The author is the senior policy analyst and a member of the Management Collective of Action for Economic Reforms.
Two factors make tinkering with the tax code irresistible. One, the
BIR’s tax effort, contributing roughly 75% of National Government tax
revenue, has slid down to pre-CTRP (Comprehensive Tax Reform Package)
levels. After peaking at 13% in 1997, it went down to 10.9% in 2000,
lower than the 1994 BIR tax effort of 11%. Two, the revenue “crisis”
comes at a time when prospects for economic recovery are bleak, and all
sectors look to government to stimulate economic activity.
Instead of resorting to temporary measures such as an oil levy, the
present administration proposes substantive reforms in the tax system.
Most controversial of these is the plan to shift from net income to
gross income in determining taxable income for corporations and
individuals engaged in trade or business or practice of profession.
The proposed gross income tax will likely take the form of a modified
gross income tax. This is because a pure gross income tax will find
difficulty passing political and constitutional muster. Politically,
business will oppose lesser allowable deductions. Constitutionally, it
may violate the equal protection clause in the Bill of Rights, and
perhaps also the provision that taxation shall be equitable. The
modified gross income tax, in contrast, allows deductions that makes
possible a compromise with business, as well as enables it to pass the
test of constitutionality. In the bill filed by Rep. Francisco Perez II
of Batangas, several deductions are contemplated: (1) sales returns,
discounts and allowances; (2) costs of good sold; and (3) cost of
services for those engaged in sale of service. Further, the tax rate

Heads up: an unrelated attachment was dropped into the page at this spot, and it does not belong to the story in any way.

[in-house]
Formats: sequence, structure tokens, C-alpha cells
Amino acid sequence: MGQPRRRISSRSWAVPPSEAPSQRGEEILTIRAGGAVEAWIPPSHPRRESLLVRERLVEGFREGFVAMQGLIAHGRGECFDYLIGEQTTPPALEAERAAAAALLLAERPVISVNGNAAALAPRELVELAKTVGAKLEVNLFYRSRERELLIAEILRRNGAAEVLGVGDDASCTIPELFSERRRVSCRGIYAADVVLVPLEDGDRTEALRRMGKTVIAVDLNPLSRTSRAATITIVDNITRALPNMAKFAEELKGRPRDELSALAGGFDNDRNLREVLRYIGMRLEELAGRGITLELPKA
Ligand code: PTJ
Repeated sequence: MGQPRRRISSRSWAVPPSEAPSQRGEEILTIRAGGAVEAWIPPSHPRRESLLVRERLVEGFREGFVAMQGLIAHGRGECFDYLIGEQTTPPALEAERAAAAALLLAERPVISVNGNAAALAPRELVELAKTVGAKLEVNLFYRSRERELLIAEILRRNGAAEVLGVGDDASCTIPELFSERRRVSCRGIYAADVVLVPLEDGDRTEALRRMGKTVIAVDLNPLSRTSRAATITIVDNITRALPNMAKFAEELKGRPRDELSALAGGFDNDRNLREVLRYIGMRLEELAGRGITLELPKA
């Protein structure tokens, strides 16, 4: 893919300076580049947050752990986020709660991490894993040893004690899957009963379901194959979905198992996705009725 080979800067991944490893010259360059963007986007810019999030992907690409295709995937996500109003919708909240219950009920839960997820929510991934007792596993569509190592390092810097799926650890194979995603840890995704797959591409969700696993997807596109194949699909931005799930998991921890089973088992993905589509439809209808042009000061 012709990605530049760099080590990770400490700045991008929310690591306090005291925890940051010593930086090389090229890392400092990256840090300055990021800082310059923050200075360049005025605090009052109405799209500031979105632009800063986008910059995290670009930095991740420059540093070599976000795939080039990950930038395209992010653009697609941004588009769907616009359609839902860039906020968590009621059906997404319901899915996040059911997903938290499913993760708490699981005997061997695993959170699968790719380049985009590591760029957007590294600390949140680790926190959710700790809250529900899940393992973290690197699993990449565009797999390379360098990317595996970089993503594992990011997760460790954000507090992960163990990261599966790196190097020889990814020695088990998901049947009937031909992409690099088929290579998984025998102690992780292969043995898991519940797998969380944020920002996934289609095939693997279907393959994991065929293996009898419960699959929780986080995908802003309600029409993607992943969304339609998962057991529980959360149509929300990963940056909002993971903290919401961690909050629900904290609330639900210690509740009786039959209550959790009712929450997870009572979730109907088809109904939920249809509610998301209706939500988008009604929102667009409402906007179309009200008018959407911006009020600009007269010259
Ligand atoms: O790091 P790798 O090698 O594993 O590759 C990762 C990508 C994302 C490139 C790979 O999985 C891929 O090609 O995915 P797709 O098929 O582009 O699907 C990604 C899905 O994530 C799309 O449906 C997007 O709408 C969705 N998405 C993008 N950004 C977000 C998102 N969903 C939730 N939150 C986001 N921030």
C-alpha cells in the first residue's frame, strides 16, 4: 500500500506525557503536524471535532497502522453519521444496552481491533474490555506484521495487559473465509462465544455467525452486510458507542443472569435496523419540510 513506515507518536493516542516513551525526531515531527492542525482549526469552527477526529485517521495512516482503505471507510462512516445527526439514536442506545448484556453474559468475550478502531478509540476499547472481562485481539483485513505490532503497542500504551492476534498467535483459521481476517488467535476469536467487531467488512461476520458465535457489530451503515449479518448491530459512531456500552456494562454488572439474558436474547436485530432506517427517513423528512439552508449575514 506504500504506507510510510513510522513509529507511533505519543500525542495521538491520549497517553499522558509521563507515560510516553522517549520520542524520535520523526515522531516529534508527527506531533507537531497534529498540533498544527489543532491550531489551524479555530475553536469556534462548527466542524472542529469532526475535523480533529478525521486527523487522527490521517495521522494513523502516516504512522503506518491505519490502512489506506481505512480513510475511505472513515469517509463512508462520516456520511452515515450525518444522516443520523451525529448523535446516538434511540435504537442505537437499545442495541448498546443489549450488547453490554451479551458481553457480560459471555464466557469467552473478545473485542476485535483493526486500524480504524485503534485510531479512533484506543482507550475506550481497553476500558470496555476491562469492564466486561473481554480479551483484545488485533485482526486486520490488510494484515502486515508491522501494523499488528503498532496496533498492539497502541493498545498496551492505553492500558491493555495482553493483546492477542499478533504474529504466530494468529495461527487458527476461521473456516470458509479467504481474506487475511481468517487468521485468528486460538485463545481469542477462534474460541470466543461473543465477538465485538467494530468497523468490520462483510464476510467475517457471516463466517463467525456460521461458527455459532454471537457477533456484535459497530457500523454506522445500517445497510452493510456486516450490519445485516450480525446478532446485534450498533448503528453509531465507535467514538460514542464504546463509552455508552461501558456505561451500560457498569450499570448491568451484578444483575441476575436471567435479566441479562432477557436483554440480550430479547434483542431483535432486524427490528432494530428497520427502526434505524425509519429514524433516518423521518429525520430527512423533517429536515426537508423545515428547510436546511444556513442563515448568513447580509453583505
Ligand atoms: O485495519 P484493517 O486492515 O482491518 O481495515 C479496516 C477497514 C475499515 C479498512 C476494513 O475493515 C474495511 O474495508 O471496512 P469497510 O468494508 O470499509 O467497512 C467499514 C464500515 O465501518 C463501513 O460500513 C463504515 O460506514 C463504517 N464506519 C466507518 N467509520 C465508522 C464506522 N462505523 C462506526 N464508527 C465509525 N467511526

will be reduced to 15%. Presently, the tax rate on business income is
Because it is necessarily of the modified variety, the proposal is not
radically different from the present scheme. The difference lies only
in the lesser allowable deductions. This is the proposal’s selling
point: Lesser deductions equals a simpler system plus a larger tax
base. Additionally, it appears more equitable to compensation income
earners who are not allowed to deduct expenses related with employment,
such as transportation to the workplace. To pursue the equity
objective, however, there will be a need to adjust the rates for pure
compensation earners. Under the Perez proposal, pure compensation
earners will remain subject to progressive rates, with a 32% top rate.
Compensation income earners will find it highly inequitable that a
partner in a professional partnership, for example, will be taxed at
15% while he may be taxed at 32%.
The point remains that, with proper adjustments, a case may be built to
support the shift to gross income taxation based on the standards of
fiscal adequacy, administrative feasibility and theoretical justice.
But the relevant test of the appropriateness of the measure is the
context in which it is being proposed. If the standards of a sound tax
system are the test, why stop at shifting to gross income tax? Why not